Regional sugar producers believe that they have an answer to problems besieging the industry.
They are seriously considering producing plantation white sugar on a large scale to replace the refined white sugar that is being imported from out of the region.
The news would come as Guyana continues to struggle with its sugar industry with four estates closed in the last four years and more than 5,000 workers sent home.
Recently, a draft study- “Study on the Reform of the CARICOM Sugar Regime and Sugar Industry Stakeholders’ Consultation- Study on the Substitutability of Plantation White For Refined Sugar In Regional Manufacturing”, was discussed at a series of meeting, in Belize, involving officials from sugar companies of the region.
Present at the meeting were Harold David from the Guyana Sugar Corporation (GuySuCo); Paul Ryberg, Legal Counsel to the CBI Sugar Group and the International Sugar Trade Coalition; Nigel Durrant from the CARICOM Secretariat; Celestino Ruiz, of the ASR Group; Karl James, chairman of Jamaica Cane Product Sales.
According to the report, the objectives were to provide the CARICOM Secretariat and sugar stakeholders of the Caribbean an assessment of “the substitutability of Plantation White (PW) sugar for refined white sugar in regional manufacturing of beverages and sugar-containing products”.
The draft study found that plantation white sugar could be used once there is work to adjust the production facilities.
“The study has illustrated through consultations, research and the presentation of case studies that plantation white sugar can be, and is being used across the industrial food and beverage sectors, regionally and internationally either as direct consumption sugar or with some additional treatment to meet, in particular, colour and a few related requirements particularly for the carbonate beverage industry and other beverages some of them alcoholic (some are franchise products) but require a clear or transparent appearance where no sign of colour and impurities are visible.”
Importantly, at the regional level, a critical consideration is the investment required in plant and equipment and operational cost by some (not all) food and beverage manufacturers for clarification and testing of a simple syrup made from PW to bring it down to an acceptable level.
The sugar officials were told that the investments in plantation white sugar are feasible.
“This colour requirement would meet the franchise specifications of major beverage producers. The clarification of simple syrup through investment in plant and equipment has been globally established and the investment would more than pay for itself many times over. Also, against the utilization cost of imported refined sugar, there would be an economic advantage for the majority of the time based on historical global sugar prices.”
The report called for investment in improved technology (retrofitting existing sugar mills) to facilitate the production of plantation white sugar particularly to meet colour and sucrose purity levels.
It also urged for sugar producers and other private sector entities to explore option of production of liquid sugars.
“It is a reasonably easy process to treat high quality PW sugars to meet the franchise standards for major beverage companies. Importantly, for most other manufacturing needs, PW is a suitable substitute.”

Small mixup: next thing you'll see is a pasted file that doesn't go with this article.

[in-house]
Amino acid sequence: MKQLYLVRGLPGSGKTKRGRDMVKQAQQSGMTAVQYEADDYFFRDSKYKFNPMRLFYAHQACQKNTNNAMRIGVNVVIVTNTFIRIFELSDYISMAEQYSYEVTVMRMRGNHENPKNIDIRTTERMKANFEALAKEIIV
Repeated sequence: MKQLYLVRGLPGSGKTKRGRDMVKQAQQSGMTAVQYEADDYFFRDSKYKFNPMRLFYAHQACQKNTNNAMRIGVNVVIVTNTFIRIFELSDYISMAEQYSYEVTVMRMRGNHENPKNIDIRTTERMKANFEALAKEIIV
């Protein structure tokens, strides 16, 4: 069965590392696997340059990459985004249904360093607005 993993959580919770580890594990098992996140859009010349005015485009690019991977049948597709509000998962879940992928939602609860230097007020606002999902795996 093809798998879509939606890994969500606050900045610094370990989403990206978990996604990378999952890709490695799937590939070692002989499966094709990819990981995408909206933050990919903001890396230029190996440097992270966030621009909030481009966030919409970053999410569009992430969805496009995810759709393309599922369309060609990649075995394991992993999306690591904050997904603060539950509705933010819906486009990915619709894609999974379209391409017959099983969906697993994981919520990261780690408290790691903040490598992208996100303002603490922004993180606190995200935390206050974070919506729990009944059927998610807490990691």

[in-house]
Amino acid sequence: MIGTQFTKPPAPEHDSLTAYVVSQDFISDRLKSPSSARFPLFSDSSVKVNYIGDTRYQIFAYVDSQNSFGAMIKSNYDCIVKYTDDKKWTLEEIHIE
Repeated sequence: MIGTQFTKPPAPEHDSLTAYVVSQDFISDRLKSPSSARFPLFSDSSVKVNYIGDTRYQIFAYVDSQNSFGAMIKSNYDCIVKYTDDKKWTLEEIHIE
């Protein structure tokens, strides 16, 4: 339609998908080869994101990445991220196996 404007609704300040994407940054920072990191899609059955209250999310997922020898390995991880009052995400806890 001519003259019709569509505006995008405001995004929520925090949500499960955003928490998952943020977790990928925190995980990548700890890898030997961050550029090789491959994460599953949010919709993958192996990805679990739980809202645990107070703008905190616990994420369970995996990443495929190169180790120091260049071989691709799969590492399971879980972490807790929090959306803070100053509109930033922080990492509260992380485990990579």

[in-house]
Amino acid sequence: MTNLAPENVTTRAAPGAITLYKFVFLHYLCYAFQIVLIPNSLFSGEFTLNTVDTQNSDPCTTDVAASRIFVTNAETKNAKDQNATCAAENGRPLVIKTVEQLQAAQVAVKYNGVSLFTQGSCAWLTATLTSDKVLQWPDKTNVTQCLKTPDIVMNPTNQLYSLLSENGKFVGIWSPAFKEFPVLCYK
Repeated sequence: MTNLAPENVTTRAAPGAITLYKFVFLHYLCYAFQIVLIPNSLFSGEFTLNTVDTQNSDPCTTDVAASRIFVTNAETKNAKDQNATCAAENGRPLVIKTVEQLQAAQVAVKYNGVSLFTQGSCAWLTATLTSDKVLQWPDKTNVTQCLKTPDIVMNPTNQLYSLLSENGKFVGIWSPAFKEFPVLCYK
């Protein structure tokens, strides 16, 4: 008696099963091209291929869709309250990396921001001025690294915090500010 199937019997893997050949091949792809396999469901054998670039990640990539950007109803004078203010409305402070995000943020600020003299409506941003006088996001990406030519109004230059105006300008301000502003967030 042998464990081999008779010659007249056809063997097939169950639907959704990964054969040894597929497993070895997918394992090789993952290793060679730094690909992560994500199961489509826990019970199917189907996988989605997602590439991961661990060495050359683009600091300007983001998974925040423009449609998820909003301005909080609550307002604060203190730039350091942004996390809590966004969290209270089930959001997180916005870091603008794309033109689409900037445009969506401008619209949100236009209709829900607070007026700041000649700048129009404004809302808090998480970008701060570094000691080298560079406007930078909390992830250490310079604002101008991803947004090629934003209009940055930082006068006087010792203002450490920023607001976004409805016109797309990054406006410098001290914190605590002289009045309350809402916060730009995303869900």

However, it was warned that any move to substitute refined white sugar for plantation white sugar would require closer collaboration between producers and manufacturers.
“As such some capacity should be developed to monitor what happens within the trade, including data collection on quality issues that may arise and as necessary address corrective action.”
The study was funded by the Caribbean Development Bank.
While there has been no official statement as yet from SAC, Jamaican press reported that implementation can change the tone of a trade dispute among CARICOM producers.
According to the Jamaican Gleaner, interest groups came away from a series of meetings in Belize, where the report was presented, saying the talks from October 2-4 made more progress in the past week than in the past several years in resolving the long-running stand-off between sugar producers and manufacturers over the quality of white sugar, also called plantation white.
The two sides are fighting over the high volumes of refined sugar being imported into the region to the disadvantage of regional producers of plantation white.
“It’s the best progress we have made in years,” said Karl James, chairman of the Sugar Association of the Caribbean, SAC.
Providing an update on the discussions, James said there were also presentations on the long-standing use of plantation white sugar by large companies, including soft drink makers Coca-Cola and PepsiCo and food and drink manufacturing conglomerate Nestlé.
The report is a win for Belize, which is the leading producer of plantation white sugar, accounting for nearly all of the region’s output; and potentially for Guyana, which is said to be advanced with plans to start producing plantation white.
With the question answered by empirical study, the region’s ministers of agriculture and trade have agreed to forward a number of recommendations for agreement and policy changes at the next meeting of CARICOM Council for Trade and Economic Development in November.
The main proposed policy change is central to a lobby effort mounted by the SAC running several years and involves the imposition of the existing 40 per cent common external tariff, CET, on all sugar – brown, refined and plantation white – entering CARICOM markets from outside the regional grouping.
Jamaica and Barbados are the other CARICOM sugar-producing territories.
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